Ukraine, the former Soviet satellite, is in ferment again. Central to the raging tension is the separatist conflict, one that has roiled the region for as long as it has. Indeed, the Kremlin has now expressed concern over a possible escalation of fighting. At another remove, the United States of America has advanced a stern warning to Russia to stay away from Ukraine.
Of particular concern is the Russian troop build-up, causing fears that it could ignite an invasion. While Moscow has let it be known that it has no such design, it has accused Ukraine and its Western supporters of making up claims to cover up their own potentially aggressive designs. In course of Thursday’s meeting in Stockholm, the US Secretary of State, Antony Blinken, is said to have told the Russian foreign minister, Sergei Lavrov, that “if Russia decides
to pursue confrontation, there will be serious consequences”, underlining the truism in international relations that the “best way to avert a crisis is through
The Kremlin authorities have countered the West’s perception, saying that Ukraine has been engaged in a “tug-of-war” after Russia annexed Ukraine’s Crimean peninsula in 2014 following the ouster of the country’s pro-Kremlin President. Nay more, Moscow backed a separatist insurgency in Ukraine’s industrial heartland, called Donbas. More than 14,000 people are believed to have perished in the fighting.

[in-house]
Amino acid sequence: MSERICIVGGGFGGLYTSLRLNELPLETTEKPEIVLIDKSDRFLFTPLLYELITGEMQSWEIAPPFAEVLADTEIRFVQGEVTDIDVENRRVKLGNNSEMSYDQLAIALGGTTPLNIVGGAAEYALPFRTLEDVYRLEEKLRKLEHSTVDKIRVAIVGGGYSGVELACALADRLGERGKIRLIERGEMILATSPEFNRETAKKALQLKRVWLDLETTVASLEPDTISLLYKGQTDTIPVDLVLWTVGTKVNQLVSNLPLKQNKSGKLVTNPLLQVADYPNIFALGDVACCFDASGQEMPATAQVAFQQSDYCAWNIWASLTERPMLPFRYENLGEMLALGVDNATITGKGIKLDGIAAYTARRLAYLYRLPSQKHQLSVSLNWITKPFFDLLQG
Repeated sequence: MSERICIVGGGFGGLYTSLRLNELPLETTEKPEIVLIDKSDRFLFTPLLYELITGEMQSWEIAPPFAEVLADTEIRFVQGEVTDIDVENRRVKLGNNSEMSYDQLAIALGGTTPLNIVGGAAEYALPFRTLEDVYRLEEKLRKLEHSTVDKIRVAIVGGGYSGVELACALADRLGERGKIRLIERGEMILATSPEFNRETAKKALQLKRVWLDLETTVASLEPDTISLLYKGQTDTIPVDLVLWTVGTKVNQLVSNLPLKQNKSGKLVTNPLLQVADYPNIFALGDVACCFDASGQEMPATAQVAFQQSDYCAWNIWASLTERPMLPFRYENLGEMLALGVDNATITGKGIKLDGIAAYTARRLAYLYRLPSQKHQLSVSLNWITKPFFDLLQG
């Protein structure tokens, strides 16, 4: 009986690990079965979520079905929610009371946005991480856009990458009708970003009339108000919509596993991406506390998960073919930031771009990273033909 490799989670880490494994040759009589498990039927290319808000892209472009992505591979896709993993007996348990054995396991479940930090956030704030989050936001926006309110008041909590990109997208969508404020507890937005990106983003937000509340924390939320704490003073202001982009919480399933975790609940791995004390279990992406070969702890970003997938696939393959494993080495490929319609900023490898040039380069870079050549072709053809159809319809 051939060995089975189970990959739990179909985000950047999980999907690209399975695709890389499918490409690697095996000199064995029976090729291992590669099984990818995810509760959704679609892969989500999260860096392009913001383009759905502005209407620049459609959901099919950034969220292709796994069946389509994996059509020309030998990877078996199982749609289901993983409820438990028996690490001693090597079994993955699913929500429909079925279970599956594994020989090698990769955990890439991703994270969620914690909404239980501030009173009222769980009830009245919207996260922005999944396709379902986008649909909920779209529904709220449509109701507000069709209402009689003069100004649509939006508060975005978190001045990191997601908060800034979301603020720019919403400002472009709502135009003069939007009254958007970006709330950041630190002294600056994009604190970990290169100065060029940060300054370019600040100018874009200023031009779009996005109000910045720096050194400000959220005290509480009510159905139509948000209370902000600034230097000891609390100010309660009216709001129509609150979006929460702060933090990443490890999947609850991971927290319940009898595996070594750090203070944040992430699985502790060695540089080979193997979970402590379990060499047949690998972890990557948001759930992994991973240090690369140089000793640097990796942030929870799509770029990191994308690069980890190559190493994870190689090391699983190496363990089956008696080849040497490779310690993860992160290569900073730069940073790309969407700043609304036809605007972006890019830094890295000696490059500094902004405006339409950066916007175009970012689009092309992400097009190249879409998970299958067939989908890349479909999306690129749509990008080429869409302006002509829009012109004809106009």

Into this phase of deepening tension steps in Vladimir Putin. The Russian President has warned Nato against deploying its troops and weapons to Ukraine or what it calls a “red line for Russia”. It is generally feared that this would trigger a strong response. Moscow will seek Western guarantees to preclude further Nato expansion and deployment of its weapons near the periphery of Russia’s borders.
Blinken has echoed “deep concern” over Russia’s plans for renewed aggression against Ukraine. “It’s a concern that is shared by many in Europe”. Speaking against the backdrop of a ministerial meeting of the Organization for Security and Cooperation in Europe, Blinken underlined that the US has a “strong, ironclad commitment to the sovereignty and territorial integrity of Ukraine”.
Foreign minister Lavrov accused the West of “playing with fire” by arguing that “Russia doesn’t have a say in Nato’s expansion plans. The probability of hostilities in Ukraine still remains very high.” Reports suggest that Ukraine, according to its foreign minister, Dmytro Kuleba, is working with the United States on developing a comprehensive deterrence package, including crippling economic sanctions, to demotivate Russia from further aggressive moves.
President Putin has warned Nato against deploying its troops and weapons to Ukraine, couched with the warning that it could trigger a strong response. Both sides appear to be gearing up for battle. It is fervently to be hoped that both Russia and the United States of America will hold their fire